What is Semiotics Anyway?

A tour through an obscure academic discipline that helped make a handful of Brown University graduates very famous

Paul Greenberg

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Signifier or signified? You tell me. . .

In 1982 Ira Glass, the future creator and host of the public radio program “This American Life,” received a bachelor’s degree from Brown University in a discipline called Semiotics. On graduation day, Glass’s father took out a classified in the local newspaper and handed it to his son when he stepped down from the podium, diploma in hand.

“Corporate office seeks semiotics grad for high paying position,” the ad read.

Glass dismissed the joke as inane, parental cluelessness. “My religion was semiotics,” he recalled. “Before semiotics I was, like, a middle-class kid who didn’t know what he believed. . .. Semiotics, basically, was exactly the way I defined myself.”

It was not only Glass who defined himself as a Brown semiotician. From its founding as a fledgling “program” in 1974 to its morphing into a full scale Department of Modern Culture and Media in 1996, Brown semiotics produced a crop of creators that, if they don’t exactly dominate the cultural mainstream, certainly have grown famous sparring with it. Pulitzer Prize-winning novelist Jeffrey Eugenides, Academy Award-nominated director Todd Haynes. legendary indie producer Christine Vachon, Ice Storm author Rick Moody, pop-science writer Steven Johnson — all walked the slanting corridors of Adams House, a sad cottage at the fringe of Brown’s Providence campus. There at the bottom of College Hill, under the aegis of an august English professor, an academic discipline sprang up that would make some parents very worried and some students very successful.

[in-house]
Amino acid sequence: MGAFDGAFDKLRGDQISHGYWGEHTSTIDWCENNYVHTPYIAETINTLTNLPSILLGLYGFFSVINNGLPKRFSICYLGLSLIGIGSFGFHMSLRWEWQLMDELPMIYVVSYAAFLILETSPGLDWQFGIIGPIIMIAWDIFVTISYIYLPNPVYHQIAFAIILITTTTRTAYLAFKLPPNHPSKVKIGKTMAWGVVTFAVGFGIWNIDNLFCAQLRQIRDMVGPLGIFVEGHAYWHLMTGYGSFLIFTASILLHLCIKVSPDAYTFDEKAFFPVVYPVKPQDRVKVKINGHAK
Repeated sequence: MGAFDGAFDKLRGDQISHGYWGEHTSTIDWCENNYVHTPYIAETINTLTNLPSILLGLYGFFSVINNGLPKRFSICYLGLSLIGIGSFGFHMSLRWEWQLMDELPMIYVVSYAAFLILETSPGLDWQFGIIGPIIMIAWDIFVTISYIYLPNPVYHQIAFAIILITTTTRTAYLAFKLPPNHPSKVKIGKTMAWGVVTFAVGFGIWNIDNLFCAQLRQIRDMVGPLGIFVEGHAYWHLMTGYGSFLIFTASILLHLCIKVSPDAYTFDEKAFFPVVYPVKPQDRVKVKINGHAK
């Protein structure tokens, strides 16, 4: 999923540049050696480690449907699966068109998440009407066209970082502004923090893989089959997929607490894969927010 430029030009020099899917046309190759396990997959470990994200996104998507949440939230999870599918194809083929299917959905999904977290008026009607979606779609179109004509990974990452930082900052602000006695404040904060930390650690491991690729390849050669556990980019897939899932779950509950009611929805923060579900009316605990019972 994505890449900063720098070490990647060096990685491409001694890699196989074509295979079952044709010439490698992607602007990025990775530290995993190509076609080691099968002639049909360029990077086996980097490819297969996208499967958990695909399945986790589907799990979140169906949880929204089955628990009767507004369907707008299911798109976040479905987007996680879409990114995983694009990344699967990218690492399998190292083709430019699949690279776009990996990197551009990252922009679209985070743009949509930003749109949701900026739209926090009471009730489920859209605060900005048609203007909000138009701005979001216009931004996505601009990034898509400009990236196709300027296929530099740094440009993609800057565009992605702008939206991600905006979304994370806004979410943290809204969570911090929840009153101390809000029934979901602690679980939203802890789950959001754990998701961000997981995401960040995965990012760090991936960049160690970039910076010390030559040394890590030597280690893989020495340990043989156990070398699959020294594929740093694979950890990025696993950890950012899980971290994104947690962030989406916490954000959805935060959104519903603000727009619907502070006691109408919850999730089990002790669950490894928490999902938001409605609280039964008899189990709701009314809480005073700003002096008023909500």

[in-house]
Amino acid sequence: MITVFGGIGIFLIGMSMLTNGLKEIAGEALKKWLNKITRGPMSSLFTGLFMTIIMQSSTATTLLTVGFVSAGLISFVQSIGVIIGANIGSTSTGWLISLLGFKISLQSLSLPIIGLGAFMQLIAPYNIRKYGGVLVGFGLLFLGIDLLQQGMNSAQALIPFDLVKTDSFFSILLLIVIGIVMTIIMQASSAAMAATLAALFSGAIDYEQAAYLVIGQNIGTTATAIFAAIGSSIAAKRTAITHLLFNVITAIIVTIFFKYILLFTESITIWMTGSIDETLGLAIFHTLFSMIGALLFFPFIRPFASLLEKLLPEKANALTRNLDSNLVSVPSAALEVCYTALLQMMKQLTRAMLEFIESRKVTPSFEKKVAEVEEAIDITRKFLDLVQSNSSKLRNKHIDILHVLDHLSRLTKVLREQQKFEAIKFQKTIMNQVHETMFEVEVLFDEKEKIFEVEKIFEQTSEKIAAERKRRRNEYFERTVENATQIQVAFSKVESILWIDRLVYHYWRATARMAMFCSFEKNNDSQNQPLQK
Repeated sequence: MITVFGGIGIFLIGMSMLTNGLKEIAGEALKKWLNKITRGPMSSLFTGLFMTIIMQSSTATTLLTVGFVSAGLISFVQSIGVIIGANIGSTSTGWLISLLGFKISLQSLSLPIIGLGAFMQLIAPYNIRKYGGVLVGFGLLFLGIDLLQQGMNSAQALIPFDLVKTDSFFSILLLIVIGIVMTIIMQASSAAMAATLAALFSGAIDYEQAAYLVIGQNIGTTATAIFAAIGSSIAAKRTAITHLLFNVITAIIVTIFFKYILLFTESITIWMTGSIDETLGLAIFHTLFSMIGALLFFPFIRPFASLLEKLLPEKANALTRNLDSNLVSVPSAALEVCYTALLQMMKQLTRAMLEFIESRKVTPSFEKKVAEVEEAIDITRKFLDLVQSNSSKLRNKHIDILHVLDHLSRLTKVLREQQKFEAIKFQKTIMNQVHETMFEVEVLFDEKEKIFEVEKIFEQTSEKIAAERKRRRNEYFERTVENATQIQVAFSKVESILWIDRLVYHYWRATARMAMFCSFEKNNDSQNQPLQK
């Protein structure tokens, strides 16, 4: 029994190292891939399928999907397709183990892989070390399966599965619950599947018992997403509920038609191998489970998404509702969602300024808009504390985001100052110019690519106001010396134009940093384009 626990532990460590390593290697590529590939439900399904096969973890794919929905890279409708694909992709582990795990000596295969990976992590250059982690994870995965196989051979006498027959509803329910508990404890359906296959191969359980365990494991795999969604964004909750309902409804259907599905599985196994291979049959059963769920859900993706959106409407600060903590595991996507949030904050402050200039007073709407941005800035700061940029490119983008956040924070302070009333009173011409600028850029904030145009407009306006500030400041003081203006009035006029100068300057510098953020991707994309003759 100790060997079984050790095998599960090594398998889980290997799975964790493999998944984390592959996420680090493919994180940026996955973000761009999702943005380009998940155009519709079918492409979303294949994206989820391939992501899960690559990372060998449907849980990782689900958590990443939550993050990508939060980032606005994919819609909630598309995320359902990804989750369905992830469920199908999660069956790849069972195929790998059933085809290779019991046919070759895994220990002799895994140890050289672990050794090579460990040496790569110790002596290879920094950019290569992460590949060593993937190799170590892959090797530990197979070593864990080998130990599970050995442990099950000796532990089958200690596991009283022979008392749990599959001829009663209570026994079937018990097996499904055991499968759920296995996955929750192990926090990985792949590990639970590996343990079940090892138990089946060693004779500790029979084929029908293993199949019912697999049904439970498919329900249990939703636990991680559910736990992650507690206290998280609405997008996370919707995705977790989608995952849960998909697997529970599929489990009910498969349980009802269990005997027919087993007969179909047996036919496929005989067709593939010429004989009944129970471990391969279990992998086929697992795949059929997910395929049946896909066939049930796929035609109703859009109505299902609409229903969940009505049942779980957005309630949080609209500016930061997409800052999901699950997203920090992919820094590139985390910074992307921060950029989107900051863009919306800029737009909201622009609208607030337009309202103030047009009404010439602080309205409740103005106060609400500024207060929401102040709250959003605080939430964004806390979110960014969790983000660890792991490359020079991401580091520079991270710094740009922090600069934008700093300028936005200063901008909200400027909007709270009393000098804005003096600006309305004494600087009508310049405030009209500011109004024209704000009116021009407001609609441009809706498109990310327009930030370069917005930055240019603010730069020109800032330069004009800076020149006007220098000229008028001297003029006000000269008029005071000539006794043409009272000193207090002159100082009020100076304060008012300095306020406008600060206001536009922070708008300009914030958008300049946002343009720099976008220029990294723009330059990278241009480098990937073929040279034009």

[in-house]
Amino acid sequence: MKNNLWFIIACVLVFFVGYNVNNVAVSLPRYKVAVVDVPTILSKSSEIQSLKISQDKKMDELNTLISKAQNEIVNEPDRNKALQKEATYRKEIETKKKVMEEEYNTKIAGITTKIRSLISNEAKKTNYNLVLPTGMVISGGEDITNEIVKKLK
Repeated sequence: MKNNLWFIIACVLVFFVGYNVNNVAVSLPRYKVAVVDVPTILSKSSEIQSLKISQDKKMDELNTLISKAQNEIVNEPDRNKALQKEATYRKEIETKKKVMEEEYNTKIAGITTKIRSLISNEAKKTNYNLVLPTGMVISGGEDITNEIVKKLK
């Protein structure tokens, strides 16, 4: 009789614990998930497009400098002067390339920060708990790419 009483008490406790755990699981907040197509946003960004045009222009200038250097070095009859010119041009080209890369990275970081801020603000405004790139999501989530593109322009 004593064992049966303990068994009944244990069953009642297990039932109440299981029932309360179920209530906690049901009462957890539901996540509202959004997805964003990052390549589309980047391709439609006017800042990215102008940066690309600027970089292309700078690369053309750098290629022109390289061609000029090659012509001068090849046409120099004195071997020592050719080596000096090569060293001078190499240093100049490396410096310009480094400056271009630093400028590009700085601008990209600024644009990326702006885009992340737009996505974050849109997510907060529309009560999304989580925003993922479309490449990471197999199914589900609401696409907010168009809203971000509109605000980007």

Shout the word semiotics across a room today, and the room will very likely shout back at you, “What do you mean, semiotics?” It’s a good question and at the same time, according to semiotics, a uselessly subjective question, for semiotics is the study of meaning itself — or rather how images and words (like semiotics, for example) come to mean anything at all.

“I was dazzled by this hope, to give my denunciation of the self-proclaimed petit-bourgeois myths the means of developing…

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Paul Greenberg

New York Times bestselling author of Four Fish as well as The Climate Diet and Goodbye Phone, Hello World paulgreenberg.org